Friday, January 22, 2021


Inte bara mjukt och fint.... (Liphone, 1979)
Swedish vocals
International relevance: **

Gunnel Derning reminds me of some other singer but I can't remember which. There's a touch of
Stina Nordström here, but it's really not her I'm thinking of. Then again, it may be just anybody who owns too many Joan Baez records and listened to them all. Just add extra histrionics. Derning wallows in preciosity which quickly makes ”Inte bara mjukt och fint” hard to digest without any following health issues. Not that a better singer – with a less awkward phrasing – would have saved the album as most of the material is typical rosy-cheeked singer/songwriter fare with a Christian vibe. Not that I know if Derning was a Christian; given how it sounds, it's perhaps more likely she later started new age weekend courses with names like ”Get to know your inner mother owl” and ”How to offer your menstruation blood to the full moon for strength and vision”, only £250, sweat lodge included. ”Du talar ord” is a half-decent track, or at least would have been with a better singer and fewer session musicians pretending to be groovy, man.

By the way, isn't the album cover kind of creepy?

Full album playlist

  Öppen (Liphone, 1982)
Swedish vocals
International relevance: ** 

For Derning's second album, she teamed up with previous member of Hare Krishna band Rasa Mikael Lammgård who realizes Derning's every new age dream to the fullest. If you don't trust me, just look at the album cover. ”Öppen” (meaning ”open” – need I say more?) is more progressive in its song structures, but amazingly enough, that only makes it worse. A couple of acoustic songs sound like leftovers from ”Inte bara mjukt och fint”, but plenty of tracks are soaked in 'spiritual' synthesizers and inner-mother-owl reverb. Just when you thought it couldn't get any worse, the track ”Kundalini” adds a rheumatic drum machine to the tablas, mock funk slap bass and fusion fuzz guitars. And if you thought it couldn't get any worse than that, check out the cheap synth horns on ”Mandala”...

I bet dealers will hype Gunnel Derning once they 'discover' her albums as "acid folk similar to Stenblomma" with a price tag equally deranged (unless they already have) but don't fall for any such delusive nonsense.

Full album playlist

Thursday, January 21, 2021


Kalla tårar (MNW, 1977)
Swedish vocals

International relevance: **

”Kalla tårar” was Torkel Rasmusson's first solo album following the first demise of Blå Tåget, following three years after their original last album ”Slowfox”. Rasmusson's voice was one of my initial snags approaching Blå Tåget, but once I got used to it – and it took a good while to do so – the poetic shimmer of Rasmusson's songs revealed itself to me. ”Kalla tårar” has a lot of that, and it also displays a more stable execution than what characterizes the Blå Tåget albums. The only former Tåget member here is Mats G. Bengtsson; most of the back-up musicians are skilled players from the Archimedes Badkar circuit. Using Per Tjernberg as a drummer and percussionist certainly provides a solid ground to the song often lacking in Blå Tåget. The title track and ”Detektiven” rock out as much as Rasmusson ever rocked out, while ”Fläskfia” features a wild fuzz solo that would have sounded quite out of place on a Blå Tåget album. ”Det tycks vara en dag” reveals a prominent mid-70's Dylan influence while ”Inget socker” has a tasteful epic, reverb-soaked touch. Eight minute album closer ”Dagbok från en stad” has a more 'closed' and claustrophobic sound that somehow predicts the mood of Stockholm Norra's sole album. Only a couple of tracks bogs down the album a bit (most notably the genuinely nerve-grating ”Snask och snusk”), but all in all, ”Kalla tårar” is a fine and underrated effort.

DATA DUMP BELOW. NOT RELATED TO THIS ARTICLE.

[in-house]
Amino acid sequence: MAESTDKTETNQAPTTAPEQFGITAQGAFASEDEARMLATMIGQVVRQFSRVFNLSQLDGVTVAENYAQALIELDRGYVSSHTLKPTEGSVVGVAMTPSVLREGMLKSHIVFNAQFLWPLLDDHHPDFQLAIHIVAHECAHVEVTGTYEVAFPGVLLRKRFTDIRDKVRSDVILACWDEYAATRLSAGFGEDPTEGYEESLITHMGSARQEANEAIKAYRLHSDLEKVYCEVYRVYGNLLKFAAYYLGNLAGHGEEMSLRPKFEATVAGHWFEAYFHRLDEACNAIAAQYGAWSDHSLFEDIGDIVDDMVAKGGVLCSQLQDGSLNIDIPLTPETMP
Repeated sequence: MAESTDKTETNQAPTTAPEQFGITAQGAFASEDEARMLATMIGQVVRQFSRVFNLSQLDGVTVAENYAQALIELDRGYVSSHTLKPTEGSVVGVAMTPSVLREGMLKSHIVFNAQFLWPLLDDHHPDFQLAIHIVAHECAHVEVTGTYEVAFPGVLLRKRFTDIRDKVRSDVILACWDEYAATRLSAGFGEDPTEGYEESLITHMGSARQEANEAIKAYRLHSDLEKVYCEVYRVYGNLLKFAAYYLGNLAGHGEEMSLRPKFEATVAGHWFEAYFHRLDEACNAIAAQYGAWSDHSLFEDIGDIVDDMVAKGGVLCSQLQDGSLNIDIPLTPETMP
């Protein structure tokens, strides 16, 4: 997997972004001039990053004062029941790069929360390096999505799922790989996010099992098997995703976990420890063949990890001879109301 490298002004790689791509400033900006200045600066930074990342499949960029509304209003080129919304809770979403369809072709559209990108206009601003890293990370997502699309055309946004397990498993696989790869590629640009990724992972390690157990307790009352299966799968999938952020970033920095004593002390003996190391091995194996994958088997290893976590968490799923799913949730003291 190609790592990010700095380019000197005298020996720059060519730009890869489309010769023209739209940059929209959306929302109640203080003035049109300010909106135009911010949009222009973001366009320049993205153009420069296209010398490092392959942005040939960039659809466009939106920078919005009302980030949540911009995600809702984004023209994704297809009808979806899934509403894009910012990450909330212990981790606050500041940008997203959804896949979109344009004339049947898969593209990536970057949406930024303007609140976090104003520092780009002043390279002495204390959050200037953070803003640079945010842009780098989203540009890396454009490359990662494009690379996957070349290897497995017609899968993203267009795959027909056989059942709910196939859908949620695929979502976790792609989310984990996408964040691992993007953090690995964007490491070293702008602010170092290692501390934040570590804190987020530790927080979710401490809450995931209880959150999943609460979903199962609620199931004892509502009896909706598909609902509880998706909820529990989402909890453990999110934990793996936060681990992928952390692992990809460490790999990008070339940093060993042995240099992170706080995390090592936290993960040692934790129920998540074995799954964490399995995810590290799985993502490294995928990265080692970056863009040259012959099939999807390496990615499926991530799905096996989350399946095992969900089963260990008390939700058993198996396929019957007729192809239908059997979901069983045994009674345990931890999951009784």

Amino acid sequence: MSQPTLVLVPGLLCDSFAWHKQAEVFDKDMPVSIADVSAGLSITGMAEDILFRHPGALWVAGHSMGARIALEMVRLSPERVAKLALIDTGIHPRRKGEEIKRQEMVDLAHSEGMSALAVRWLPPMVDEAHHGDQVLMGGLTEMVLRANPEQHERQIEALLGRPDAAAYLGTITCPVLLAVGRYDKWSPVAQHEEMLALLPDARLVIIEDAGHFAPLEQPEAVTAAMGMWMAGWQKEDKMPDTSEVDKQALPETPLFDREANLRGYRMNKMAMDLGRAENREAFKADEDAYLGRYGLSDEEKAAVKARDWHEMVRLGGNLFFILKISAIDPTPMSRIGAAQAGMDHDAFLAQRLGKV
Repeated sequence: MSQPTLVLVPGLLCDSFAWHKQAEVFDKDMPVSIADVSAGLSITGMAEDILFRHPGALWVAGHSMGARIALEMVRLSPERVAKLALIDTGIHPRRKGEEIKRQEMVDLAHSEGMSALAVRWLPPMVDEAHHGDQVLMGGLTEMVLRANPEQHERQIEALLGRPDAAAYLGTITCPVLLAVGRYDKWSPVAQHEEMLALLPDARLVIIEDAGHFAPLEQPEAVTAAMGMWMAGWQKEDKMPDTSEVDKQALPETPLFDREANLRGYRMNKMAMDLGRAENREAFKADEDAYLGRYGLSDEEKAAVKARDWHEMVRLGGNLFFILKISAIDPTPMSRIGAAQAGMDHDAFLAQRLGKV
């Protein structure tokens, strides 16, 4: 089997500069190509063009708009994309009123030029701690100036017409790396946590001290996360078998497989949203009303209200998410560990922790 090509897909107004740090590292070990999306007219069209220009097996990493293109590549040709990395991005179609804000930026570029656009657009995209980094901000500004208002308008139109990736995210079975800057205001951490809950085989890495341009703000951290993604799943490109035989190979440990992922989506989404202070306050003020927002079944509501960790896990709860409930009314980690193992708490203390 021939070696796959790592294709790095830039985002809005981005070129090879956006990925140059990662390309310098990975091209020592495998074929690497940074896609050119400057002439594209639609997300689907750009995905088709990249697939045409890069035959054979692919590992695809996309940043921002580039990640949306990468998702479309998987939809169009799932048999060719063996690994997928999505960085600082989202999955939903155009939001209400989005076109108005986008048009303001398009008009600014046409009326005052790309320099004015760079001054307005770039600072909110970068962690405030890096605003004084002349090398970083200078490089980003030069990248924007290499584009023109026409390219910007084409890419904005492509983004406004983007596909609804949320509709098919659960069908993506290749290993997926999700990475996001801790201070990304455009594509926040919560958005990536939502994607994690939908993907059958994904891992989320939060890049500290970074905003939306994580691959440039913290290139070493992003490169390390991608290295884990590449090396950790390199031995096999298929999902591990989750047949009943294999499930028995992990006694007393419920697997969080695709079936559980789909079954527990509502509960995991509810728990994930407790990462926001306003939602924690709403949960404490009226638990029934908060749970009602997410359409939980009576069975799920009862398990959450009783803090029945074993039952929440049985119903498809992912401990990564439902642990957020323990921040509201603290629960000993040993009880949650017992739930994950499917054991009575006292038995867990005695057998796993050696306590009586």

Full album playlist

En svart hatt (Mistlur, 1981)
Swedish vocals
International relevance: **

It took Rasmusson four years to come up with his follow-up solo album, and when ”En svart hatt” finally appeared, the 80s had arrived, and with them new production values. ”En svart hatt” has several good but not ”Kalla kårar” great songs in the typical Rasmusson vein, but the sound is a bit on the sterile side, weakening the overall impact. Even the addition of Roland Keijser's usually warm and inviting saxophone sound on ”Natten” suffers from the ingratiating production. The songs might be weaker than on ”Kalla kårar”, but they would have been empowered by a more sympathetic sound. I don't think ”En svart hatt” would ever have been a masterpiece, but it could have been more than it is now: half lost in an unredeemed state.

Full album playlist

Saturday, January 9, 2021

BOOJWAH KIDS – MED BEAT (Grisbäck, 1980) / TILL SKYDD FÖR MINNET (Grisbäck, 1981)

I have something of a default appreciation for albums straddling the line of progg and punk. The ambiguity doesn't necessessarily equals great music, but the dual mindset of the combination sometimes makes it more interesting than just straight-up progg or plain punk. I have featured several bands in that ilk here before, most recently HelaHuset Skakar and prior to that Fiendens Musik, Ruff & Fukt & Suck and Kräldjursanstalten to mention some of the better ones, and there will surely be more in the future.

Från Boojwah Kids med beat (Grisbäck, 1980)
Swedish lyrics, instrumental
International relevance: ***